We check your blood pressure at every visit because high blood pressure (hypertension) in pregnancy can cause some complications for you or your baby or both of you.
What happens when you have hypertension during pregnancy?
When there is hypertension, there can be:
- A condition called pre-eclampsia
- Gestational hypertension
- A possible association of poor growth for baby
In some cases, an early delivery of your baby before 37 weeks may be needed to protect you and/or the baby.
- Are there different types of hypertension?
- What is pre-eclampsia?
- Will I get pre-eclampsia?
- What are the risk factors and causes for pre-eclampsia?
- What if I'm diagnosed with pre-eclampsia and how is pre-eclampsia managed?
1. Are there different types of hypertension?
There can a few types of hypertension that can affect pregnant women and they are:
- Gestational Hypertension where women develop high blood pressure, usually during the third trimester of their pregnancy. It usually does not include effects on other organs. Sometimes this may change, and women can develop pre-eclampsia and it is important that we monitor for this.
- Pre-eclampsia (see below).
- Pre-existing hypertension. In some women, hypertension may have already been present even before the pregnancy and you may need to be on blood pressure medications throughout your pregnancy. There is also an increased risk of developing pre-eclampsia, so we would also monitor you closely.
2. What is pre-eclampsia?
Pre-eclampsia is a serious condition that can affect your blood pressure and commonly also your kidneys, leading to an excretion of protein in your urine. It can also progress to affect other organs including your lung, liver and blood. In this situation, we would need to monitor your pregnancy closely possibly with more frequent visits, baby monitoring - CTG or ultrasounds and blood tests. Sometimes, we may need to deliver your baby preterm if it is severe either through an Induction of Labour or Caesarean Section.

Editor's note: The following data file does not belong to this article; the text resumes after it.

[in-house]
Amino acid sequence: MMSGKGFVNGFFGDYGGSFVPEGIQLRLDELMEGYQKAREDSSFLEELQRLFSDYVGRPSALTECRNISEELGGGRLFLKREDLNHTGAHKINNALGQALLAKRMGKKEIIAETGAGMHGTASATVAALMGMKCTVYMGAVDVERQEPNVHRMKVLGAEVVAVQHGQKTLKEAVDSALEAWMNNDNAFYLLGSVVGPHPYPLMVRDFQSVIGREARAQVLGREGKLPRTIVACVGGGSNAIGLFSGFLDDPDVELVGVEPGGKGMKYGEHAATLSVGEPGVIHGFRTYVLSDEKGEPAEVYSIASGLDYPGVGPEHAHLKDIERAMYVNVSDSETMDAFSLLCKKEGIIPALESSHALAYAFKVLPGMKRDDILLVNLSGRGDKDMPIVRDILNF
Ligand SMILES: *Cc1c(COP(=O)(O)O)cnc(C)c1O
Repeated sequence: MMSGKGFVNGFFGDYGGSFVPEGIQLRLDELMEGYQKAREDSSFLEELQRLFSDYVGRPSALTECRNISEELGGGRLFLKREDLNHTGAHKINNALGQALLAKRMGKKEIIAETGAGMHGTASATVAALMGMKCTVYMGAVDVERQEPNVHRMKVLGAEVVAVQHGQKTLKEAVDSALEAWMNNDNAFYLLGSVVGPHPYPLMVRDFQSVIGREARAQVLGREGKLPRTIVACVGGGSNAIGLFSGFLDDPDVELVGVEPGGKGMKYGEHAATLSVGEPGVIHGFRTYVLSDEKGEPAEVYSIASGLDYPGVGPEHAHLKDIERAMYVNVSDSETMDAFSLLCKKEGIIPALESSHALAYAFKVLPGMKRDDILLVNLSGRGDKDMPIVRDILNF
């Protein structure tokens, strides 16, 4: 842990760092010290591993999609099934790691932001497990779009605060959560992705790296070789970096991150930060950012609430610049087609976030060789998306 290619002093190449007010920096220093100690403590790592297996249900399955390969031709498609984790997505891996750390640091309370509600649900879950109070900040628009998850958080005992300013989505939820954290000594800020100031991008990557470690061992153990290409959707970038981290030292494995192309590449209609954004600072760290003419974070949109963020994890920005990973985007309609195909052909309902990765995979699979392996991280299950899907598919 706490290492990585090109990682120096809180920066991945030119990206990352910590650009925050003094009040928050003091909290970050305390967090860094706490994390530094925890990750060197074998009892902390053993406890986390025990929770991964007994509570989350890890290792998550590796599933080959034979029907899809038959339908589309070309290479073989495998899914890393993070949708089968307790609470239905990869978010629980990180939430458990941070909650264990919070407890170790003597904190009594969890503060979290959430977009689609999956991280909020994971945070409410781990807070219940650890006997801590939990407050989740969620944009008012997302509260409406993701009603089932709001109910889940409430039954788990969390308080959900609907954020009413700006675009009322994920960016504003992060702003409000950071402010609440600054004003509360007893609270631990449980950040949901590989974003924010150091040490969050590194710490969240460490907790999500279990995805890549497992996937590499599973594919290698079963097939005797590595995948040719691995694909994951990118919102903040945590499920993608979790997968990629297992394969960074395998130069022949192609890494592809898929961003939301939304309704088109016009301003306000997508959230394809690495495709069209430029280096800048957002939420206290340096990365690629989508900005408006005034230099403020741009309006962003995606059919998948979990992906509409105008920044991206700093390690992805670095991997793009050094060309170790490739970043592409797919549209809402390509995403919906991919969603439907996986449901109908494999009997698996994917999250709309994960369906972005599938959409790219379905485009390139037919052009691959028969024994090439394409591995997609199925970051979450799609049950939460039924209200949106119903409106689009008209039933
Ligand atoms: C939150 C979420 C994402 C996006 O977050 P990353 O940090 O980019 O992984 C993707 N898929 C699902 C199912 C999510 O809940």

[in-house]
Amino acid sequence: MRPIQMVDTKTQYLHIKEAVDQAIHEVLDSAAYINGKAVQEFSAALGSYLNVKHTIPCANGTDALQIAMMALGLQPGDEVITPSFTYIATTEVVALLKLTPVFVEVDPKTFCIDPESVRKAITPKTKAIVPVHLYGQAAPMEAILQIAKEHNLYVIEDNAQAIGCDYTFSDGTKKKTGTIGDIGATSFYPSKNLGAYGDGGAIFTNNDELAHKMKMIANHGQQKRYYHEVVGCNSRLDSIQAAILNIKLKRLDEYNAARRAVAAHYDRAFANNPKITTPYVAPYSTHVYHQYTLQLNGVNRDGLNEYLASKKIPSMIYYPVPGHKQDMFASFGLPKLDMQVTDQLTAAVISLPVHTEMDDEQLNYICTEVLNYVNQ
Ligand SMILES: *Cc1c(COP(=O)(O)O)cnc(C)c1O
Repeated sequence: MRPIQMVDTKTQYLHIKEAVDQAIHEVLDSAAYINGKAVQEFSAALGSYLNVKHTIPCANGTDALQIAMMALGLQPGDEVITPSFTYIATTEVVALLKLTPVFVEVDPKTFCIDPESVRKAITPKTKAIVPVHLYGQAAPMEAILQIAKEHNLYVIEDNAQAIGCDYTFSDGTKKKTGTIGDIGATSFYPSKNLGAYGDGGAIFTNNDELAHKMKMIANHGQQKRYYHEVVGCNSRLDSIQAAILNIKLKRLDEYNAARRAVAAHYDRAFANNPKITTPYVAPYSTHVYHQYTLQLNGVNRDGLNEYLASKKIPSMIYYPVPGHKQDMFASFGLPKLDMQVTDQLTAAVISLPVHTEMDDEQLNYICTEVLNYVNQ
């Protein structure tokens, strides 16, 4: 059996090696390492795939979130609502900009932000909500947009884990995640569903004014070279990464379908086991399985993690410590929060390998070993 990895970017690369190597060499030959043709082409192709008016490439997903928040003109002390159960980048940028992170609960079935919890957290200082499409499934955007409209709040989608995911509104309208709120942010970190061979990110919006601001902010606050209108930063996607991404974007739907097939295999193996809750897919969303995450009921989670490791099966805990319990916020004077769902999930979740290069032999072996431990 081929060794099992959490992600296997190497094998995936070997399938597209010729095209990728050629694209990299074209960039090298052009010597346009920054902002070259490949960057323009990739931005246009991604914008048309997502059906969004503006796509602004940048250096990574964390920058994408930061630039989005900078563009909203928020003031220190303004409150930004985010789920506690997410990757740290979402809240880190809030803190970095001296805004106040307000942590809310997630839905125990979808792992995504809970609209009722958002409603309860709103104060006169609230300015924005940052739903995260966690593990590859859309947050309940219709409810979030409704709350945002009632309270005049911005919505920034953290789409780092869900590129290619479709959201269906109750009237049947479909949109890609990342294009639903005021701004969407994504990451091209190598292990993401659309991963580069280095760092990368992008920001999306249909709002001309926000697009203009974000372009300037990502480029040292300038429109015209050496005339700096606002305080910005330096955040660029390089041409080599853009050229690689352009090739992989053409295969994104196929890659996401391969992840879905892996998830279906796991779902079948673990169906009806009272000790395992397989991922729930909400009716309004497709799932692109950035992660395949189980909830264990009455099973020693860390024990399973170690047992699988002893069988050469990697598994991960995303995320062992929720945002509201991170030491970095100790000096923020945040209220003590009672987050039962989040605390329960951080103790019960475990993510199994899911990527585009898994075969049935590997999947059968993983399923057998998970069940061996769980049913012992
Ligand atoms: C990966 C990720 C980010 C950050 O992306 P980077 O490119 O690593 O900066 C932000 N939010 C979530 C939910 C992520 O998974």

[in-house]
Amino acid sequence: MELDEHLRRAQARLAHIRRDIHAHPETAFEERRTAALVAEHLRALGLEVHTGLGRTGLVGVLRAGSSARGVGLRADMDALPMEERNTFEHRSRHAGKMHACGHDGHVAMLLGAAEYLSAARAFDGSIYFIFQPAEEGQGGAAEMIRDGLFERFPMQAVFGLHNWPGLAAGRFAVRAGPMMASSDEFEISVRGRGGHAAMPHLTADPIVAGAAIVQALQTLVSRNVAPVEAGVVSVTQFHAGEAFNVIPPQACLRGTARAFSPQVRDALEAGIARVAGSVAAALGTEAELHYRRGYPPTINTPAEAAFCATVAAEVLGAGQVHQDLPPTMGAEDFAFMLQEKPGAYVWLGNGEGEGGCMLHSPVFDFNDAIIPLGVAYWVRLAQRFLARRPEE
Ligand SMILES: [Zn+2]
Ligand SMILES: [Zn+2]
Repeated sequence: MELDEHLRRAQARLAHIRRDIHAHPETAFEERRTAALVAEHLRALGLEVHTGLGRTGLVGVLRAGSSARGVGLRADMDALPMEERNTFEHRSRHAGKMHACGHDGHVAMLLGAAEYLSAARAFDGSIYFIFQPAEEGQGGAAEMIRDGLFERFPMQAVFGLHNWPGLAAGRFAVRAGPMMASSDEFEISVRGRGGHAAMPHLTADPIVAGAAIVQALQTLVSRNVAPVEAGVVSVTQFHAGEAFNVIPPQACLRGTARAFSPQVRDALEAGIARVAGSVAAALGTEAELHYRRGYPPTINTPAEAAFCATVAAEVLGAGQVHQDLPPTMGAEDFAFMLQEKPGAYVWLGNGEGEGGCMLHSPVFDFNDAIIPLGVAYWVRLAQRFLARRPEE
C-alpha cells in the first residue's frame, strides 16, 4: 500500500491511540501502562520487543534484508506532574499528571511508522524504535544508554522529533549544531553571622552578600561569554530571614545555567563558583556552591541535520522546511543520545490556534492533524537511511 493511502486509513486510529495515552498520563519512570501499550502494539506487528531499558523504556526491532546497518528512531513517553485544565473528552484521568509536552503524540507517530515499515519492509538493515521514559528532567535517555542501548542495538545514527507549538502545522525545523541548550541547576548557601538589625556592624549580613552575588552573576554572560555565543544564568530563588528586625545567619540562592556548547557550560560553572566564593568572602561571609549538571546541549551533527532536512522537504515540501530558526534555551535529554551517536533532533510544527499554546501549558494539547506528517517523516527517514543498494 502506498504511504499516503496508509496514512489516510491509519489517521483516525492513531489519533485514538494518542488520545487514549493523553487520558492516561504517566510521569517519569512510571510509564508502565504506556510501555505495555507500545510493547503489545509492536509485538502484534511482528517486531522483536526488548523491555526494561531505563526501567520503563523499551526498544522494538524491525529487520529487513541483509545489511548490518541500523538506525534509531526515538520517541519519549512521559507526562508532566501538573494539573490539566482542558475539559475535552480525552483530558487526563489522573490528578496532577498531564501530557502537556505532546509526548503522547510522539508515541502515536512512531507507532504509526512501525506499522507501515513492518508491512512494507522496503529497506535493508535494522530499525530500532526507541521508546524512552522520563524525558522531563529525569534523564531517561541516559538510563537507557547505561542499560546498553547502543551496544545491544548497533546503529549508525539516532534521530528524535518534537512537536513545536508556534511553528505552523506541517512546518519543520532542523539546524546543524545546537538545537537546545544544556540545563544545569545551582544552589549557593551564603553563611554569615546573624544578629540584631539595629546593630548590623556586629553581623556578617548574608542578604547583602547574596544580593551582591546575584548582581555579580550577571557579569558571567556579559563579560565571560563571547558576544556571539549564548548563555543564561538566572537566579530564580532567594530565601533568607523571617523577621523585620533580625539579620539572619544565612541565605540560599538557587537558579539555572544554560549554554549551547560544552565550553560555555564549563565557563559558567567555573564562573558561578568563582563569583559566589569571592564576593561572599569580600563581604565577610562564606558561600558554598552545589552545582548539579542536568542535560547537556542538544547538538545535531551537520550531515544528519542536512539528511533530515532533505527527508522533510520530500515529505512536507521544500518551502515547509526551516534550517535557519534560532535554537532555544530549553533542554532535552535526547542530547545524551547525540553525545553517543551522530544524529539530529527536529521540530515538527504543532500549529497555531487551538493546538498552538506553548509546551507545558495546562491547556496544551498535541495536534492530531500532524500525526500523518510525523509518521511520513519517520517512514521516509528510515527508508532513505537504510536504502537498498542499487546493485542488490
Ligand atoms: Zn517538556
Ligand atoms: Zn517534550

3. Will I get pre-eclampsia?
In Australia, about 3-4% of all pregnant women develop pre-eclampsia. It is quite variable in the way it presents or progresses. In some women, it is very mild and we can manage it without medications whereas some others, it can be severe where pregnant ladies might need to be on multiple medications, baby’s growth could be restricted or baby could be distressed and sometimes an early delivery is recommended.
4. What are the risk factors and causes for pre-eclampsia?
There are some conditions that can increase the risk of developing pre-eclampsia and they may include :
- History of pre-eclampsia
- History of high blood pressure before pregnancy
- History of autoimmune disease (i.e lupus, antiphospholipid)
- History of diabetes
Pre-eclampsia can be mild but in some severe cases, women can develop neurological symptoms such as headaches, visual disturbances. At the same time, there may also be injuries to the blood system, kidneys, liver and lung. When it is severe, it is not uncommon to see that the baby’s growth affected.
5. What if I'm diagnosed with pre-eclampsia and how is pre-eclampsia managed?
When pre-eclampsia is suspected or diagnosed, a number of tests may need to be performed and they are:
- Blood test to check for your platelets, kidney and liver
- Urine test to check for protein in your urine
- Baby monitor (CTG)
- Growth ultrasound to check on your baby’s growth and wellbeing
Sometimes, you may also need to attend the hospital for your blood pressure to be checked over several hours a couple of times a week. Occasionally, women also need to be admitted to monitor their blood pressure. If blood pressure remains elevated, we may also recommend some medications to protect you and your baby. One of the treatments for pre-eclampsia is the delivery of your baby and placenta, and we would discuss this with you.
Even after the delivery of your baby, sometimes the blood pressure may remain elevated and we may need to monitor this in the post-partum period. I would also check your urine again at 6 weeks time, to check for protein.
Some women do not have any symptoms at all and instead, it is picked up during your antenatal visit. That is why it is important to attend all your visits and is also the reason why I would see you more frequently towards the end of pregnancy (as it is more common towards the end of pregnancy). If you have any symptoms at all, please remember to let me know.
It is important to know that pre-eclampsia can recur again in your future pregnancies, so please let your doctor know if you have had it in the past.